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TFAS Mentor Program Provides Resources for Students to Expand Network


TFAS students and alumni know firsthand the value of mentorship. Offered to students in our Washington, D.C. Academic Internship Program, the TFAS Mentor Program connects students with professionals who provide career guidance, resume advice, insider tips and networking opportunities over the course of the program.

Welcome to the TFAS Network

Matthew Ellias ’18 was completing his third year at the University of Delaware when he decided to pursue an internship in the nation’s capital. When the then international relations major sought after the ultimate D.C. experience, he applied and was accepted to the TFAS Academic Internship Program in 2018.

Ellias ’18 (center left) participated in International Affairs program track geared toward preparing students for a career in foreign policy, intelligence, international development, diplomacy or national security.

“TFAS provides such a good introduction to the D.C. world,” Ellias said. “Not only does the program allow you to intern somewhere, but it also allows you to build broader connections in the D.C. community. That was something that was really impressive to me.”

During his summer internship with Defense Priorities, Ellias participated in TFAS networking events, guest lectures and site briefings that introduced him to D.C. area professionals in his field, and the TFAS Mentor Program tied all of the opportunities together. It was through the mentor program that Ellias made one of his most lasting and consequential connections: his mentor, Zach Pagovski ’10, PPF ’12.

Zach Pagovski ’10, PPF ’12, currently works as a partnerships officer at the German Marshall Fund.

A participant of the TFAS Prague program in 2010, Pagovski – like Ellias – had always been interested in pursuing a career in international affairs. After graduating from the American University in Bulgaria in 2011 with a bachelor’s degree in European studies, political science and international relations, Pagovski moved to the United States to pursue his master’s degree in international affairs at the American University School of International Service in Washington, D.C.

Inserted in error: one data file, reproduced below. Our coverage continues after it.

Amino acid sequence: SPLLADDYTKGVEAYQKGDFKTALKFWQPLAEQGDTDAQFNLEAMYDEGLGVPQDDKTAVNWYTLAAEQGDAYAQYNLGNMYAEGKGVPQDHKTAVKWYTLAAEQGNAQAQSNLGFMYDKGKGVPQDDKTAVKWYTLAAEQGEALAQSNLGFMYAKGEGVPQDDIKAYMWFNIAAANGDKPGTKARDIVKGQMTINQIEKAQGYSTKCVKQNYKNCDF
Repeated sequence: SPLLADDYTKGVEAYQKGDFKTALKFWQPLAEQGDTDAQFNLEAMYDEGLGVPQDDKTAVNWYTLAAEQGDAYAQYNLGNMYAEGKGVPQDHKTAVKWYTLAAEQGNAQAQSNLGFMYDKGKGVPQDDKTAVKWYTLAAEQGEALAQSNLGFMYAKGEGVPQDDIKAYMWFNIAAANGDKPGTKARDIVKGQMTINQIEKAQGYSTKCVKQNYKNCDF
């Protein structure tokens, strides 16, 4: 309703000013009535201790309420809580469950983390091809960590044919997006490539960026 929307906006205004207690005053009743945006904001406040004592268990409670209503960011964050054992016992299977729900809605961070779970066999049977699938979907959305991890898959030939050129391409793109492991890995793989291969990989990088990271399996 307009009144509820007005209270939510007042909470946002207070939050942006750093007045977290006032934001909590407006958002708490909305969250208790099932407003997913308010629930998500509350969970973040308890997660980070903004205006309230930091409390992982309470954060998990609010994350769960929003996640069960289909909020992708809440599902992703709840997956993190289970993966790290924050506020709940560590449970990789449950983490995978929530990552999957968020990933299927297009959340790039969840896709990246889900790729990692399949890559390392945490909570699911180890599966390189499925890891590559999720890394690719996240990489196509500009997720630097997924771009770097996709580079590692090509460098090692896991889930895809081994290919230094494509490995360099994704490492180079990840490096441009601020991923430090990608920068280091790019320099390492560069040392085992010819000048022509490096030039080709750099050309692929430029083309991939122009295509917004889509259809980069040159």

Throughout his academic and professional career in Washington, Pagovski interned with the United Nations and was selected to participate in the TFAS Public Policy Fellowship in 2012. Today, he works as a partnerships officer at the German Marshall Fund (GMF), where he has been since 2012.

Strong Bonds Lead to Invaluable Opportunities

It was no coincidence that Ellias and Pagovski were matched as a mentor/mentee pair. TFAS staff takes care to pair each student with D.C. area professionals based on common factors such as career interests, hometowns, alma maters or political ideology.

Not only does the program allow you to intern somewhere, but it also allows you to build broader connections in the D.C. community. That was something that was really impressive to me.” – Matthew Ellias ’18

Pagovski said what he enjoyed most about mentoring Ellias was their shared interest in diplomacy and international affairs, which allowed Pagovski to guide Ellias as he began his career. Through Pagovski’s advice and mentorship, Ellias ultimately applied and was accepted for an internship with Pagovski in strategic partnerships at GMF for the fall 2019 to spring 2020 term.

Liberty Fund Seminar 10-7-2017